With the advent of the automobile came tourists and Idyllwild became a popular destination resort for Southern California visitors. Hotels and businesses promoted the town as an “Alpine Village” and adopted German-sounding names as a promotional campaign. But this practice soon ended with the start of World War II.
Land developers entered the scene when, in 1906, the Idyllwild Mountain Park Company was formed by buying the Idyllwild Inn along with 2,600 acres in the Fern Valley. In 1917, Claudius Emerson purchased the Idyllwild Inn along with 1000 acres of adjoining property. He promoted the area as a year-round destination and sold vacation homesites, thus creating the birthplace of a community. Emerson’s plans were thwarted as the Great Depression reared its ugly head and by 1938 the Emerson family was bankrupt.
The Arts, the Crafts and the Movies
From the 1930s to the late 50s Idyllwild became famous for its production of knotty pine furniture. It followed in the tradition of the “Arts and Crafts” movement of Gustav Stickley furniture design and Green and Green style architecture. Much of the furniture can still be found in many Idyllwild homes and cabins today.
The Movie Industry realized the amazing scenery that the valley and surrounding mountains displayed and set up shop as early as 1914 when Cecil B. DeMille began filming “The Girl of the Golden West” in Strawberry Valley and Garner Valley. More than 20 Feature films along with television series and commercials were filmed here and the area remains a favorite retreat for Hollywood personalities.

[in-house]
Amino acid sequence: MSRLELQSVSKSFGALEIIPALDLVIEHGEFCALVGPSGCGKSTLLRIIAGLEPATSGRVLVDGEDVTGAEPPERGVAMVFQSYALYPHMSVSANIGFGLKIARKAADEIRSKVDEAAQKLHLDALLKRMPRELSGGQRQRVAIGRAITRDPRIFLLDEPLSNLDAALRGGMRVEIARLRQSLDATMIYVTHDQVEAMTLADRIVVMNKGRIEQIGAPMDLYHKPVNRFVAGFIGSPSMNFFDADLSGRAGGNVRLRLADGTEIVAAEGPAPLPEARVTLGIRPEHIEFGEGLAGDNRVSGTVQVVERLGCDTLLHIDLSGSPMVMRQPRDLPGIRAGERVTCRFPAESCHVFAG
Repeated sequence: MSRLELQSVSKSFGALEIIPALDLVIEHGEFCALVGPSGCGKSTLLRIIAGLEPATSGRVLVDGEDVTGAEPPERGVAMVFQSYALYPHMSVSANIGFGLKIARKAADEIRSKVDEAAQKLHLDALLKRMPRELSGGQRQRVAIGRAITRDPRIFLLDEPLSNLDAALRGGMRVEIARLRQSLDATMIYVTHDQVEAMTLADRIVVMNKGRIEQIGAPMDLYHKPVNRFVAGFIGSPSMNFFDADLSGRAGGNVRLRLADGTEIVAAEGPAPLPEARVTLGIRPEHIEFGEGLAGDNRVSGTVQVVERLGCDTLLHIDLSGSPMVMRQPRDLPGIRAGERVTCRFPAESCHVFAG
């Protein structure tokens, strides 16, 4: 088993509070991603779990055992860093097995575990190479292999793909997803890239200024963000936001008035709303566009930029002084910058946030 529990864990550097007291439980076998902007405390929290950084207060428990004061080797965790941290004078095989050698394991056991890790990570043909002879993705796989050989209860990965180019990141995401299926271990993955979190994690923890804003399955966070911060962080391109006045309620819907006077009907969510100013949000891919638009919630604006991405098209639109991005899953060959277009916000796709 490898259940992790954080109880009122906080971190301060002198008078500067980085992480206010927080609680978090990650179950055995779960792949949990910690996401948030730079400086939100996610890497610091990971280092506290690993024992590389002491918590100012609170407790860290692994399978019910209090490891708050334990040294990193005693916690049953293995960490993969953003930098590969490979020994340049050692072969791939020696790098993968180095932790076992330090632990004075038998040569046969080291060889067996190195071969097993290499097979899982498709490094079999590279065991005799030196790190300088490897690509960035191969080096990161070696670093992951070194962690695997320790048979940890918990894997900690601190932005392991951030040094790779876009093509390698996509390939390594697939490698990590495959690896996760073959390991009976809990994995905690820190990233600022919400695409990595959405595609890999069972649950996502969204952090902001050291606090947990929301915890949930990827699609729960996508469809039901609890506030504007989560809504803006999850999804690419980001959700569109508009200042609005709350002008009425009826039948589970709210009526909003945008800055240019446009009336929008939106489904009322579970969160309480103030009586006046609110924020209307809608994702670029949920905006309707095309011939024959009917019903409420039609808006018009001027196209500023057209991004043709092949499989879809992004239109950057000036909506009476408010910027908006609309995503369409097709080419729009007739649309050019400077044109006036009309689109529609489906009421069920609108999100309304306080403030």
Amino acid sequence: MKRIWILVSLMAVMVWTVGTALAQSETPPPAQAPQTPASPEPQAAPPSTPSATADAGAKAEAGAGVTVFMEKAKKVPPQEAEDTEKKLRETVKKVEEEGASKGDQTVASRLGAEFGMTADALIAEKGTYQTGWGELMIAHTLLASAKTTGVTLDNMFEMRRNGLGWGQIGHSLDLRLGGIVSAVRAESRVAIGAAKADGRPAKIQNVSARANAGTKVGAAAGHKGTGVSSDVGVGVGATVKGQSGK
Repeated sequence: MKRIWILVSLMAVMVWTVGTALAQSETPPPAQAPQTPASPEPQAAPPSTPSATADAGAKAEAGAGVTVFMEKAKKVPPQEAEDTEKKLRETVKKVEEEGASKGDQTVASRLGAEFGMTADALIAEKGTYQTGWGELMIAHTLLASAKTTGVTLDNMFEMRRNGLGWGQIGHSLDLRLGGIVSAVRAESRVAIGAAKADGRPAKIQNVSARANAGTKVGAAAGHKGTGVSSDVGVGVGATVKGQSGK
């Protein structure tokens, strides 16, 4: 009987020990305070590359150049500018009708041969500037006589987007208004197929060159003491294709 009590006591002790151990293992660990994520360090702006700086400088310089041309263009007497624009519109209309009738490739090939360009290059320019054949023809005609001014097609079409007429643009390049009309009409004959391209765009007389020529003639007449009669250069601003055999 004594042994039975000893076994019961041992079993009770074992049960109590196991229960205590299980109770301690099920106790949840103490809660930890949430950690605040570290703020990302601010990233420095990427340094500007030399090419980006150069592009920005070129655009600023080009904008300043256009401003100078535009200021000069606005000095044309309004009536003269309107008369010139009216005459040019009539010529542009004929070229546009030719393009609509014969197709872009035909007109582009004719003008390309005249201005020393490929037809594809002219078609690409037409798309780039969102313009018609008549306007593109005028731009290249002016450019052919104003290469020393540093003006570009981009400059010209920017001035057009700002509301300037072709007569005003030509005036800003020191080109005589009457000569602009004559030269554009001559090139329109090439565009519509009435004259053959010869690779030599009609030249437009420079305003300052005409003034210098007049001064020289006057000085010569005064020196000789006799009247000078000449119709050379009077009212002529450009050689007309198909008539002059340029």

Idyllwild is also home to Music, the Arts and the Performing Arts. In 1950 the Idyllwild School of Music and the Arts was opened, initially offering a summer program for artists and musicians. It later became a branch of the University of Southern California until two decades later when, in 1983, it became the Idyllwild Arts Foundation. In 1986 the foundation launched the Idyllwild Arts Academy, the West’s only residential arts high school, which is home to highly talented students from around the world.
The area was famous for hosting music festivals like the Idyllwild Bluegrass Invitational, in the 70s, then the only bluegrass music festival in Southern California and the Bear Flag Festival in the 1950s through the 1970s, a festival to honor California's Bear Flag and to mark the passing of the grizzly bear from California, the last of which, according to local legend, was killed at Hurkey Creek in Garner Valley. The tradition continues today with the “Jazz in the Pines” Annual festival along with a myriad of Art walks and Art Festivals.
And finally, The Great Outdoors
Idyllwild is very popular among outdoor enthusiast, especially those who love rock climbing, mountain biking, camping, fishing, and hiking. Serious climbers in Southern California discovered Tahquitz Rock (also called Lily Rock) back in the 1930s. It was here that they first developed the Yosemite Decimal System of grading routes and gauging difficulty that became the standard in Yosemite and elsewhere. Today there are some 500 named routes up iconic Tahquitz Rock and its near neighbor, Suicide Rock.
Learn more history of the valley by visiting the Idyllwild Area Historical Society